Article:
What’s the best creatine? Creatine supplements are sold in various forms: creatine monohydrate, creatine citrate, creatine serum, creatine ethyl ester, and creatine nitrate. Most of the creatine research focuses on creatine monohydrate, and research has not proven any other form of creatine more effective. Look for the Creapure® logo when selecting a creatine; much of the creatine used in research came from this manufacturer.
Protein and Creatine stand in a class of their own above all other supplements. Both are relatively cheap, safe, and proven effective in hundreds of studies. Most tactical athletes will benefit by supplementing with both protein and creatine.
Before diving deeper, reconsider your training goals. What is the most important habit you could form or step you could take to help you achieve those goals? If you haven’t already dialed in your sleep, nutrition, and recovery, we strongly recommend you work in those areas before experimenting with the following conditionally effective supplements.
Supplements that work… with some stipulations.
Beta-hydroxy beta-methylbutyrate (HMB) - Our Favorite: Optimum Nutrition HMB
BLUF: HMB is an emerging supplement that has demonstrated some promise in a number of studies. A metabolite of the amino acid leucine, when combined with resistance exercise training, HMB may contribute to increases in lean body mass and decreases in fat mass, especially for tactical athletes just starting a strength program.
Significantly lower volume of research
Short-term supplementation (4 weeks) only effective for untrained populations
Long-term supplementation (12 weeks) may be required for highly trained populations
Dosing may be a hassle: recommended dose of 1 gram 3 times per day.
Beta-alanine - Our Favorite: THORNE Beta-Alanine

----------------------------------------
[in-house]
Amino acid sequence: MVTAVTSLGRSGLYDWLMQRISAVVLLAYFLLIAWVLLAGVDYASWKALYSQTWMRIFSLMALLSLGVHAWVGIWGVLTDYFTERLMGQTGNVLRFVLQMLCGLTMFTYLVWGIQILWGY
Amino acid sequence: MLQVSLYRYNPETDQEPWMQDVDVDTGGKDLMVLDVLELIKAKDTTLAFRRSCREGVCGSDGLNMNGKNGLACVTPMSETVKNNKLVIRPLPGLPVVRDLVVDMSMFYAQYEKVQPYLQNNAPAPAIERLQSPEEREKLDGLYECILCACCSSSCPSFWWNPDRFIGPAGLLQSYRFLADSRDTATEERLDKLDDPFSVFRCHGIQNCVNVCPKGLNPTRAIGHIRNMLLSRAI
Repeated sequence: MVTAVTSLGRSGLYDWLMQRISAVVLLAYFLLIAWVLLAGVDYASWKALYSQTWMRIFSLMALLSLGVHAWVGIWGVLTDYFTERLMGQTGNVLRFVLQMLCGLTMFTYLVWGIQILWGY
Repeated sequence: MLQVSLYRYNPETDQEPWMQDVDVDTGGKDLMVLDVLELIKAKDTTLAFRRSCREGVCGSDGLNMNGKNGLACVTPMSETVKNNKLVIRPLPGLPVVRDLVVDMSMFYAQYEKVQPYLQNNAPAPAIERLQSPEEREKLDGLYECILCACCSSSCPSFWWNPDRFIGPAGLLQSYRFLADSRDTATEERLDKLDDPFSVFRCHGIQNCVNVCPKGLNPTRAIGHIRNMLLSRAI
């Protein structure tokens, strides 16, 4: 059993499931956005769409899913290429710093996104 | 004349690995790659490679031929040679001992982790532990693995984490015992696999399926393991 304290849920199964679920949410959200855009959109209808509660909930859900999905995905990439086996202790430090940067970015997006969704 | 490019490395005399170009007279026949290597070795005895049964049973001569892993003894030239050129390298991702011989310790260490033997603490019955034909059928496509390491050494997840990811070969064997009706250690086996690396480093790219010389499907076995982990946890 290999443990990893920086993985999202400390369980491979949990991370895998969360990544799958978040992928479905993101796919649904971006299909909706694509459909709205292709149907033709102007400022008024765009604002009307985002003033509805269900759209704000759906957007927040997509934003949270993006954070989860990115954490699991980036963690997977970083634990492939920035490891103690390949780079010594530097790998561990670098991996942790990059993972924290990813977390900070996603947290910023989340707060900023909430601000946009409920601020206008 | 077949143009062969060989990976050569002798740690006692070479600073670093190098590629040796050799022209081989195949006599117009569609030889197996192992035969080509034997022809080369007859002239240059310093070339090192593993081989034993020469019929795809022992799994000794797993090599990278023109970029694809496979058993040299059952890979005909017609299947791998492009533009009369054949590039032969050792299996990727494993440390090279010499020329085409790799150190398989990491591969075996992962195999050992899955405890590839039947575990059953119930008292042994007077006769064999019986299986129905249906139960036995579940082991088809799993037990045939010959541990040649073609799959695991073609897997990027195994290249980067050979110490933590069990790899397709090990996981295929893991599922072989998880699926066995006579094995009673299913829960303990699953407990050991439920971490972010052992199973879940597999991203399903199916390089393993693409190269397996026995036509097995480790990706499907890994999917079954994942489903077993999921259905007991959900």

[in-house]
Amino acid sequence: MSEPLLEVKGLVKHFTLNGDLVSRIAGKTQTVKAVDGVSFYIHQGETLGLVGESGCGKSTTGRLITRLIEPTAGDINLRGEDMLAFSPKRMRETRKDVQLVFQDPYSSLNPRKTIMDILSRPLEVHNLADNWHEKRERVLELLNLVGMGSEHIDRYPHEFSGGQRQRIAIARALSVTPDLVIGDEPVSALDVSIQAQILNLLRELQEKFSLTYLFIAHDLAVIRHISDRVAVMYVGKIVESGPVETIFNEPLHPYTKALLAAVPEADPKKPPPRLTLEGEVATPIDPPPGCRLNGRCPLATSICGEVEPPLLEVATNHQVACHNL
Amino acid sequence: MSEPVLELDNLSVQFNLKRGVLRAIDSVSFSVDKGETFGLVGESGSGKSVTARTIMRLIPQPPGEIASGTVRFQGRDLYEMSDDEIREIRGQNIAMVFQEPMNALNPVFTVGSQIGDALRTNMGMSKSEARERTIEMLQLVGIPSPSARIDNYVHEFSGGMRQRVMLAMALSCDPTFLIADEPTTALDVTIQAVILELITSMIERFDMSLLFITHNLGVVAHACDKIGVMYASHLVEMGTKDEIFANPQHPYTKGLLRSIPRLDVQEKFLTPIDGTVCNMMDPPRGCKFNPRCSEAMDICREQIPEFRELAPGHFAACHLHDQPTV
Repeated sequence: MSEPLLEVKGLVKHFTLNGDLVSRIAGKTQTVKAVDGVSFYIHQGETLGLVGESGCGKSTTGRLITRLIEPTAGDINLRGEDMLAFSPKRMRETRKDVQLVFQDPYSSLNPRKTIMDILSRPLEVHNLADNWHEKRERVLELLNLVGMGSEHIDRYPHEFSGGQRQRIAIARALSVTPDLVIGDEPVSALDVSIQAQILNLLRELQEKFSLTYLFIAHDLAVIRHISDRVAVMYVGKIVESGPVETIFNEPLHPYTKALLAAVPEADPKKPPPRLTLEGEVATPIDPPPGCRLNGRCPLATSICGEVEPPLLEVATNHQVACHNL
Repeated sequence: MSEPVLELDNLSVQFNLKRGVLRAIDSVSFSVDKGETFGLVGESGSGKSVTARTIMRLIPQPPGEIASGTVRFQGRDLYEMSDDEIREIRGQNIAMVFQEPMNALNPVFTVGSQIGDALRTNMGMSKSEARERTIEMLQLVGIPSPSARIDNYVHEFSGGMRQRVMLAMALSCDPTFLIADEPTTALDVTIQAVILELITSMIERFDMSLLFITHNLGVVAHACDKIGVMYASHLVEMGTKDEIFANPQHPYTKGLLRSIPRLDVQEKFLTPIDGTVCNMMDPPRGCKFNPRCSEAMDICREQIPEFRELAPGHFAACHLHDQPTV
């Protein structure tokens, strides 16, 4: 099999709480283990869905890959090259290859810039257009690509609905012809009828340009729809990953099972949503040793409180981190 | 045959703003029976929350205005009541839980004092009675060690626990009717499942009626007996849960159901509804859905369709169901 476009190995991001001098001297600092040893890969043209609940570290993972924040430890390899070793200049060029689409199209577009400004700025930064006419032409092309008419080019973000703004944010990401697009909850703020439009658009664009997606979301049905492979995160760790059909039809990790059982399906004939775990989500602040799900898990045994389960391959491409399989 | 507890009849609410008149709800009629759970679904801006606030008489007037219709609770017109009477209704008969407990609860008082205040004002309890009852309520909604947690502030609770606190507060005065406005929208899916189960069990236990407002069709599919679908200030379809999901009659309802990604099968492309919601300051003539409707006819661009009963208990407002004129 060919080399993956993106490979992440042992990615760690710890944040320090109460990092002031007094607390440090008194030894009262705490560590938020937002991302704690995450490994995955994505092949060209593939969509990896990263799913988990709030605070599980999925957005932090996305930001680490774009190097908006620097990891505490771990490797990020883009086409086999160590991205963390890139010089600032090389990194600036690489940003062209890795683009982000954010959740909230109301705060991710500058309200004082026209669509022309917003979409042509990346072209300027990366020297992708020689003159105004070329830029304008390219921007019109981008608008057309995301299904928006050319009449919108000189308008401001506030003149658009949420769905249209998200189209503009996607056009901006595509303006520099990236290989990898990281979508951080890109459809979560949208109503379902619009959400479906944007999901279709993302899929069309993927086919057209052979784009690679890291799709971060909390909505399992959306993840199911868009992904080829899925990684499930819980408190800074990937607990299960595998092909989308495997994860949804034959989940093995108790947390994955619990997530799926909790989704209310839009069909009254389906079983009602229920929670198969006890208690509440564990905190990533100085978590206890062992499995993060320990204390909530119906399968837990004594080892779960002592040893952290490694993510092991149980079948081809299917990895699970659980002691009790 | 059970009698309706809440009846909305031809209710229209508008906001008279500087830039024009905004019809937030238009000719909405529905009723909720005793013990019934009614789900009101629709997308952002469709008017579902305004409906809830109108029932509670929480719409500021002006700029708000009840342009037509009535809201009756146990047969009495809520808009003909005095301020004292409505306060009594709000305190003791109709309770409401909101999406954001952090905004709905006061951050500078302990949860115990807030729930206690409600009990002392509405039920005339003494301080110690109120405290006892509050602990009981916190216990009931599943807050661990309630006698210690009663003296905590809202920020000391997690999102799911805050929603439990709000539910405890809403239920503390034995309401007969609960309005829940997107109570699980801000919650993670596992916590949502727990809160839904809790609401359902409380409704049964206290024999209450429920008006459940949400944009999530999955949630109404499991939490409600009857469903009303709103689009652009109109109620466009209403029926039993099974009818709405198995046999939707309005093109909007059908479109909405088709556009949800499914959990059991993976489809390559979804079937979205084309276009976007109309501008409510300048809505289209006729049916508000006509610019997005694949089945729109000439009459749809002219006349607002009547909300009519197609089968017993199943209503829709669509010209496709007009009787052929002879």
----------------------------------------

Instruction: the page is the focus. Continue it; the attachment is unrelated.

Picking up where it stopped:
BLUF: One of the factors that limits the rate at which one can perform high intensity exercise is a drop in blood pH. When the acidity in the working muscle increases, the muscle’s effectiveness decreases. Carnosine, a naturally occurring dipeptide stored mostly in skeletal muscle, acts to buffer the pH, theoretically increasing the amount of time a muscle can perform high intensity work. Beta-alanine is the rate-limiting precursor to muscle carnosine synthesis, and research indicates indicates beta-alanine supplementation reliably increases muscle carnosine. In theory, beta-alanine supplementation might improve exercise performance by way of buffering pH and increasing the amount of time one can perform high intensity work.
Beta-alanine causes paraesthesia (tingling). Many supplements, especially pre-workout supplements, simply include enough beta-alanine to make you tingle, not enough to increase performance
It takes about 4 weeks of supplementing with 4-6 grams of beta-alanine per day to reach muscle carnosine concentrations that increase performance
Current research supports beta-alanine’s effectiveness during high-intensity exercise lasting 1 to 4 minutes; more research is necessary to determine its effectiveness in other time and modal domains. It might help you on the Spring-Drag-Carry event of the ACFT, but not necessarily the 2-mile run.